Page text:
Toyota plans to invest a total of 1.5 trillion yen (about 11.5 billion euros) in expanding its battery production and battery development by 2030. In addition, Toyota is increasing its battery production target from 180 GWh to at least 200 GWh by 2030.
Unlike most other manufacturers, Toyota relies on its own battery technology in its electric cars – especially hybrids. According to media reports, Toyota and its cooperation partner, the Toyota parent Toyota Industries, are still the world market leader in patents for car batteries.
With the investments and capacity expansion announced, the Japanese company apparently wants to expand this competitive advantage. However, this does not mean that the world’s largest car manufacturer by volume will now switch entirely to battery-electric vehicles.
At a briefing, Masahiko Maeda, Toyota’s chief technology officer, said: “We expect (…) to go beyond the 180 GWh of batteries we are currently considering and provide 200 GWh or more worth of batteries if BEV penetration is faster than expected. Therefore, the amount of investment in the development of a battery supply system and research and development is (…) expected to be about 1.5 trillion yen by 2030.”
By comparison, Toyota currently produces batteries with a cumulative energy content in the order of six GWh annually. In terms of electrification, Toyota basically plans to continue with a mix of hybrids, BEVs and fuel cell cars. During the briefing, Maeda reiterated, among other things, the group’s statement that pure electric cars are “only one path to carbon-neutral mobility”.
By 2025, the Japanese carmaker plans to introduce a total of 15 battery-electric vehicles worldwide and expand its electrified model range to more than 70 vehicles globally. In Europe, Toyota says this will lead to a powertrain mix of more than 70 per cent hybrids, around 10 per cent plug-in hybrids and a good 10 per cent zero-emission models – both battery-electric and fuel cell cars – by 2025.
For 2030, the group also forecasts global sales of eight million electrified vehicles – including two million battery-electric and fuel cell cars. In Europe, only electric vehicles are to be sold at that time, although Toyota assumes that hybrids will still be 60 per cent in demand at that point. For other markets, Toyota is keeping the drive technology completely open from 2030 onwards.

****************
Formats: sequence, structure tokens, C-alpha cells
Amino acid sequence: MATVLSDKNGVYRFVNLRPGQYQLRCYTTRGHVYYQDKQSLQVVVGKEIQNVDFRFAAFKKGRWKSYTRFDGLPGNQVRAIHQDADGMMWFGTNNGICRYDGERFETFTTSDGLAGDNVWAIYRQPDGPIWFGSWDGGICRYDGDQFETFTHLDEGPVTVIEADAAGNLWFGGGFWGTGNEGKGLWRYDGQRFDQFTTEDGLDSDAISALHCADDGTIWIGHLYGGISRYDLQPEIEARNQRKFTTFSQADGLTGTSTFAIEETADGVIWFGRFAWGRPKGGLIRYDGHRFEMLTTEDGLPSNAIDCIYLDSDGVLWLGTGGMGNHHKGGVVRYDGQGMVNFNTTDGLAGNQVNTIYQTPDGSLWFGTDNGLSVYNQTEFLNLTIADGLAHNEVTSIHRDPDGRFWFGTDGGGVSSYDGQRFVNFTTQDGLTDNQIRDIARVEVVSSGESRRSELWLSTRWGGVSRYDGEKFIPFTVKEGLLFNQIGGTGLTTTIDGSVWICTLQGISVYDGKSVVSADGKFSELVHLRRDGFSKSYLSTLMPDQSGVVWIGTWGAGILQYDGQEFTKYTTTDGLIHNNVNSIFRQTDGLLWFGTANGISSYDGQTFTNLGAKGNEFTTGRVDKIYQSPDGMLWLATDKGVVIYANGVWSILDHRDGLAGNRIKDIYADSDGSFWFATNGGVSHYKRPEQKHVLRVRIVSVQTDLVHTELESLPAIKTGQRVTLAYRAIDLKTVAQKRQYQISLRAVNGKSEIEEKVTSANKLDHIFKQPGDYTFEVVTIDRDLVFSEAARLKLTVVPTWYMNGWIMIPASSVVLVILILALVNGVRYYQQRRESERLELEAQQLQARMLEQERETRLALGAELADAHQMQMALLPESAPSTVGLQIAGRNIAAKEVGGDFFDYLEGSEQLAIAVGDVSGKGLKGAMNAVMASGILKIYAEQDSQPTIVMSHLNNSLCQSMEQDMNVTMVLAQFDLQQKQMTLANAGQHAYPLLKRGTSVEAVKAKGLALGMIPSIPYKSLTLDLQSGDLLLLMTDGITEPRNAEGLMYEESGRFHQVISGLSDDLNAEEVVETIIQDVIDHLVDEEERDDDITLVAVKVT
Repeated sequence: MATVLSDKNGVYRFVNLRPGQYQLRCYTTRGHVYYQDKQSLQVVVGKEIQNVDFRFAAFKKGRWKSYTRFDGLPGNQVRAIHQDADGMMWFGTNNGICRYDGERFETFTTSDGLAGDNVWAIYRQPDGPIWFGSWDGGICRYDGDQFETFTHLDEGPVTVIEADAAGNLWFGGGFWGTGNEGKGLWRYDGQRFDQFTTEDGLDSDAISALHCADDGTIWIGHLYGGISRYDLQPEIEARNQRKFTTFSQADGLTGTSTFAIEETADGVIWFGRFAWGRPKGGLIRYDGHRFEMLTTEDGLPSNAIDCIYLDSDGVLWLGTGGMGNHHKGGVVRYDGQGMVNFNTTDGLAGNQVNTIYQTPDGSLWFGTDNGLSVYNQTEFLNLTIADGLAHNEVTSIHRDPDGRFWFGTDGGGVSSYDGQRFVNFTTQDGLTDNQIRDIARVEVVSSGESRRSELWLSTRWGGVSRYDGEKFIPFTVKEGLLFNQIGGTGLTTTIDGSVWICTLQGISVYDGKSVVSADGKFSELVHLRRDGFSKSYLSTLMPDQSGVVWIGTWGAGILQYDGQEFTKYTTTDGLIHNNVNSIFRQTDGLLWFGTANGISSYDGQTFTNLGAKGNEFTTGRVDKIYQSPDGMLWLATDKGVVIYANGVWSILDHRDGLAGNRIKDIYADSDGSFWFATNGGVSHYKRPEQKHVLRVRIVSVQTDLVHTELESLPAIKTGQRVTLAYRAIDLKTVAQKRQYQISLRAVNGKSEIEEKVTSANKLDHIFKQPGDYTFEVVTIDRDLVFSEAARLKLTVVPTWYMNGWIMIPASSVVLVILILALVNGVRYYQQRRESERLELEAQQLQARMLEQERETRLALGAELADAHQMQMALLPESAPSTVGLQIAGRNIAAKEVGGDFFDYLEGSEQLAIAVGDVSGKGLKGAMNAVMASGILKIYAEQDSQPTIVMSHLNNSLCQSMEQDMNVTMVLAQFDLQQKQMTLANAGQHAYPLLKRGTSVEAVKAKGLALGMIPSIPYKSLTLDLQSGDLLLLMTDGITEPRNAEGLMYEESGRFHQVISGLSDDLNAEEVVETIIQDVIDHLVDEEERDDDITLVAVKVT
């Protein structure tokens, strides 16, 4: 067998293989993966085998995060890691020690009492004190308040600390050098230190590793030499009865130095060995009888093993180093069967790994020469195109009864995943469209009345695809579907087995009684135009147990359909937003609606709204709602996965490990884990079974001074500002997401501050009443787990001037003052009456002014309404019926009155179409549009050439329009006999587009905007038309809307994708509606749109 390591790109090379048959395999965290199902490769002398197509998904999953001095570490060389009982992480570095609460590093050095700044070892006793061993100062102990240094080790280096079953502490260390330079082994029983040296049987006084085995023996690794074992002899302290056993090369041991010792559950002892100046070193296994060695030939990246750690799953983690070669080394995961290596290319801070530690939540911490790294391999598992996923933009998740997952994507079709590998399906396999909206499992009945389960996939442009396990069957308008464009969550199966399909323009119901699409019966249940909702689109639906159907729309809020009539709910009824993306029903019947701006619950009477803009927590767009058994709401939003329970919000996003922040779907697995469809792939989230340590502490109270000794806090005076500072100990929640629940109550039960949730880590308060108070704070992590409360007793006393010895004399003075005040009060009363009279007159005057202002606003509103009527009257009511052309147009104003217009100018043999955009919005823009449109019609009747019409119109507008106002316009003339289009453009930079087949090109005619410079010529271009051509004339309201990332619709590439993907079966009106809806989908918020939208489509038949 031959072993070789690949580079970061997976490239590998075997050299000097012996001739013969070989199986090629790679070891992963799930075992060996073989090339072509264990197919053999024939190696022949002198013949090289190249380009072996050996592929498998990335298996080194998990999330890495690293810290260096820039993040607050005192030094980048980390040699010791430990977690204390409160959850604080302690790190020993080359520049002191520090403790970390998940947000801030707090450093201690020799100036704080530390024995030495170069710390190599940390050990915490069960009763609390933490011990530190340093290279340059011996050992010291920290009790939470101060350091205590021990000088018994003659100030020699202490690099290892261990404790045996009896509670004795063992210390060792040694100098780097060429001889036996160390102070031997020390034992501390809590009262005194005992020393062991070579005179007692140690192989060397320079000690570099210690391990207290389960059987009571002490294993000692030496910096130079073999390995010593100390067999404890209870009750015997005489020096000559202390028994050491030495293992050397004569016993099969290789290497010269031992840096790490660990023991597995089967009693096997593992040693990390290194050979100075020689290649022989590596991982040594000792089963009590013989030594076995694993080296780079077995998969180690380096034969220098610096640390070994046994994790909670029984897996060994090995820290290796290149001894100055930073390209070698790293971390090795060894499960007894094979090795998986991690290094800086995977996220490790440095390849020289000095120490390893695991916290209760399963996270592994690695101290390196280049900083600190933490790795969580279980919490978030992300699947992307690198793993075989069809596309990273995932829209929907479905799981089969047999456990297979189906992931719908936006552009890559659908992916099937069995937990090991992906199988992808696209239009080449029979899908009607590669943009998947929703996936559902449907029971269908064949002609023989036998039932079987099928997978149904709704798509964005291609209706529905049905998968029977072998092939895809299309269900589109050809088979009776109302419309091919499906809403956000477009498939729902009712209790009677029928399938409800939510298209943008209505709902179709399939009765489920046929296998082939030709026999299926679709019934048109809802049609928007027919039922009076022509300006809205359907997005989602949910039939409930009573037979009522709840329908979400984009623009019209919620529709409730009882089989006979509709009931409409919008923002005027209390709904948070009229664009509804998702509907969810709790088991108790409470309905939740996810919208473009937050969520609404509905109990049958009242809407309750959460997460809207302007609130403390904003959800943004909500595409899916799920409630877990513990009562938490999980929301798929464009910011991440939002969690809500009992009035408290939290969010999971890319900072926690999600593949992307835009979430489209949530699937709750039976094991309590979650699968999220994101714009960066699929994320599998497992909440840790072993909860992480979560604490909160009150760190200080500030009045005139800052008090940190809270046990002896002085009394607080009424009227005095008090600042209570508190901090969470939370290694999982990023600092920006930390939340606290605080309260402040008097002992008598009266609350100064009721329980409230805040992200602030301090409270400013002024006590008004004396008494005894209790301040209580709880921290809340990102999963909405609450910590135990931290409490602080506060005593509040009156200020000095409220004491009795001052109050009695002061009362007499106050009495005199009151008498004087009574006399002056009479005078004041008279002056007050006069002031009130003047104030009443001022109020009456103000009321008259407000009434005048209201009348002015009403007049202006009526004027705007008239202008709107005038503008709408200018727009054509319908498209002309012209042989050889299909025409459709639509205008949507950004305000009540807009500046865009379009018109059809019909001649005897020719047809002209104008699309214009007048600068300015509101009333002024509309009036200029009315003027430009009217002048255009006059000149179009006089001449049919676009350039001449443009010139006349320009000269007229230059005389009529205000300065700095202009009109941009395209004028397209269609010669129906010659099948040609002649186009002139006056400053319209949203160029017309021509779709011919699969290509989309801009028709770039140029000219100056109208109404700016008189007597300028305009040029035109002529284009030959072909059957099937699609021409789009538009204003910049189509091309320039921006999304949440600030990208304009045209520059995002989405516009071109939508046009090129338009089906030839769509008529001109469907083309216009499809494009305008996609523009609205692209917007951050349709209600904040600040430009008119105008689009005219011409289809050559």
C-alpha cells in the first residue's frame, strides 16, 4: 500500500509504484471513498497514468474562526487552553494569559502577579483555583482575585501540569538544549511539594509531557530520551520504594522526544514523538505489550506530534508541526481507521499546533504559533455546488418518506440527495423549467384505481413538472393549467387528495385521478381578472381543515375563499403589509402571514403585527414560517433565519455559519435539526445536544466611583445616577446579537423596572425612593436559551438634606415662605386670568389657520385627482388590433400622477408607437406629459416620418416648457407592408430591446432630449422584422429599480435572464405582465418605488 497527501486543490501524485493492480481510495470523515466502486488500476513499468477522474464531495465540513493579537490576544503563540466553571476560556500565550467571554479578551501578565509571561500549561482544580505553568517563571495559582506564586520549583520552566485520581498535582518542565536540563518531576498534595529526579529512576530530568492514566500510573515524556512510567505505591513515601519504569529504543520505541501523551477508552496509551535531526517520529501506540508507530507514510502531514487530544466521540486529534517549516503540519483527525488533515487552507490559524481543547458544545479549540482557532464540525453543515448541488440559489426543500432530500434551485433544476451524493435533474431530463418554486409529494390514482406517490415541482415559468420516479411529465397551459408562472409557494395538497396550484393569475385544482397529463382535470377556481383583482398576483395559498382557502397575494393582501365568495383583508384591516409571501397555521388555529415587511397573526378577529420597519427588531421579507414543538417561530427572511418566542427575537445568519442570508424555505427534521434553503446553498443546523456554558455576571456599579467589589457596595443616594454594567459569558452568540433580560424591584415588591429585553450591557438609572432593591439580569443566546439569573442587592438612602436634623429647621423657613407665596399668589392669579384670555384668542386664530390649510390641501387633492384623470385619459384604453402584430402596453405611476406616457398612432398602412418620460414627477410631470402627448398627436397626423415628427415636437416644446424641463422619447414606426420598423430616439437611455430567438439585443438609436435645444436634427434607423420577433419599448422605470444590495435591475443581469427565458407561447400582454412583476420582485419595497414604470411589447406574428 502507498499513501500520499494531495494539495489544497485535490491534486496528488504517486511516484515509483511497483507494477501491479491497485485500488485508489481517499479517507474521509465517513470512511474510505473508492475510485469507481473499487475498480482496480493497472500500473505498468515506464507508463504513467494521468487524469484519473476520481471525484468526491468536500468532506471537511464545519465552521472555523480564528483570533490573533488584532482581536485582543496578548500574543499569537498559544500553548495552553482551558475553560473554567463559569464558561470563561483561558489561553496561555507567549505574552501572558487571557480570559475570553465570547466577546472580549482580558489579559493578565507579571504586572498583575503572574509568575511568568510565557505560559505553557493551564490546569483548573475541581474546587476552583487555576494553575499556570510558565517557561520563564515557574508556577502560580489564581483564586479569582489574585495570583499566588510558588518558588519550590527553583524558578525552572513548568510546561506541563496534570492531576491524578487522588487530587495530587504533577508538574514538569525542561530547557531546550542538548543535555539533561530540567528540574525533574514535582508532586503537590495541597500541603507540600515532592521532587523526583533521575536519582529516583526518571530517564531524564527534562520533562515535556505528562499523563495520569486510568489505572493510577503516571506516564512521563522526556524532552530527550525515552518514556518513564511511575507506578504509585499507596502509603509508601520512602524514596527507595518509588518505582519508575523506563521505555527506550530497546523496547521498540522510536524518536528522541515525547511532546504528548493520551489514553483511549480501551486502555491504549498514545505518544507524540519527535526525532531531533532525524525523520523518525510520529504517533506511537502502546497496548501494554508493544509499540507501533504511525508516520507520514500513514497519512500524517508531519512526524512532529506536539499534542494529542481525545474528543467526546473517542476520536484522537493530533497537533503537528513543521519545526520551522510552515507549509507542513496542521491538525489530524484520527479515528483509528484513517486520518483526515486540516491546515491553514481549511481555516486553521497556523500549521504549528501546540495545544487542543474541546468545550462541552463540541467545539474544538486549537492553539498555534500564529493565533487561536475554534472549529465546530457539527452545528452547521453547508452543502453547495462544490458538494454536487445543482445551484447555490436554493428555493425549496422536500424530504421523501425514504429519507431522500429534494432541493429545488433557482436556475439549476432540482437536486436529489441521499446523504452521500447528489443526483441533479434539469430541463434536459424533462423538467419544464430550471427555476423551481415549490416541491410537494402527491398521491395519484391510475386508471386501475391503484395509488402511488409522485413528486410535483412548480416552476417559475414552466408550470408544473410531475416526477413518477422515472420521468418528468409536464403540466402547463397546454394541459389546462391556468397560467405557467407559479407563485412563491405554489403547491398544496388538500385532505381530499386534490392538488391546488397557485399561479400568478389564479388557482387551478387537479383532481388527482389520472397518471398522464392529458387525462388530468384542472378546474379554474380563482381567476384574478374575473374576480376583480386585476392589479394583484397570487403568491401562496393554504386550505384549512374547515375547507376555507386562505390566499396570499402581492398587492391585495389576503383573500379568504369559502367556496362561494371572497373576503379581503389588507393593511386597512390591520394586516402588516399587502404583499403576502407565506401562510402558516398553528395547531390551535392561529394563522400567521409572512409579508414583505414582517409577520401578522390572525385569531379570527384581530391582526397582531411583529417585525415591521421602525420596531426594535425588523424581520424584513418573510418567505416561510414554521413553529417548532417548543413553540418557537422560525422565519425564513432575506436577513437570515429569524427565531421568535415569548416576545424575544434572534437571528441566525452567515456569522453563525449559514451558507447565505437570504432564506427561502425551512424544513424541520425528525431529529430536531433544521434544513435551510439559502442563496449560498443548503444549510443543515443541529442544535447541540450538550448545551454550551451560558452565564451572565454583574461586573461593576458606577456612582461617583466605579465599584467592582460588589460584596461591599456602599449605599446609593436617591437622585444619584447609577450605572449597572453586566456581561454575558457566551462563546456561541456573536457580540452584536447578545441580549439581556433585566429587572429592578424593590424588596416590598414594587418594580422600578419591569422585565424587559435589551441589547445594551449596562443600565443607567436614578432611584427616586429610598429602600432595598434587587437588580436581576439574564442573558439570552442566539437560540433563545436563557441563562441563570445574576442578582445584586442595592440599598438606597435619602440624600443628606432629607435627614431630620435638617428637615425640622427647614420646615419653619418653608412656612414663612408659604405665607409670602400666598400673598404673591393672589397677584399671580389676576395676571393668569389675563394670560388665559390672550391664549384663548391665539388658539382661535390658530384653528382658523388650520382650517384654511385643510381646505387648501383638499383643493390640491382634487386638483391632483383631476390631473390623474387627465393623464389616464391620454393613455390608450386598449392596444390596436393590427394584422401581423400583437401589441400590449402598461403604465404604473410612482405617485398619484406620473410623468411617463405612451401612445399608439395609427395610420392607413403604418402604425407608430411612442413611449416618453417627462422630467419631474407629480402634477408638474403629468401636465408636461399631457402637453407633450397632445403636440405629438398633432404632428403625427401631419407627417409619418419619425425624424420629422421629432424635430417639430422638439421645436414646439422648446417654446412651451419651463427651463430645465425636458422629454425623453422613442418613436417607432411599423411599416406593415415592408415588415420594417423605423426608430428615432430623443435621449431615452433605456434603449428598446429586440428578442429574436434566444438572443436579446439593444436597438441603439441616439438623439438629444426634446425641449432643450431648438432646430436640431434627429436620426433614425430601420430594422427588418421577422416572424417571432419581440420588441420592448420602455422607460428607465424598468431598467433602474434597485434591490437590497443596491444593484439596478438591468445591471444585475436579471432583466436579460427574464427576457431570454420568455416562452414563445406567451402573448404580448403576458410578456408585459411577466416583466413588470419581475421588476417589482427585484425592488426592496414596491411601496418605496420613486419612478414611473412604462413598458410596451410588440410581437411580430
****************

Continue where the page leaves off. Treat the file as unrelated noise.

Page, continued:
So much for the long-term sales targets. Let’s return to the battery strategy of the Japanese company. Another aspect of the roadmap is cost. Basically, the company aims to reduce the manufacturing costs of its batteries by 30 per cent by “working on the materials used and the way the cells are constructed”.
In addition, the vehicles themselves are also to become more economical: “We want to improve the vehicle’s power consumption (…) by 30 %, starting with the Toyota bZ4X,” Maeda continues. The bZ4X is a battery-electric compact SUV unveiled in April and expected to go into production in mid-2022. It is the first concretely envisioned BEV series from Toyota’s core brand.
The cost reduction in the batteries themselves, combined with the improved energy efficiency of the vehicles (and thus the potential installation of smaller batteries), is expected to reduce the battery cost per vehicle by 50 per cent in the second half of the 2020s compared to the Toyota bZ4X. “To make BEVs popular, we want to offer BEVs at a reasonable price,” Maeda adds.
Toyota also has high hopes for the development of solid-state batteries. Maeda said that Toyota’s goal of starting to produce solid-state batteries by the mid-2020s has not changed. These are also to be used in hybrid cars.
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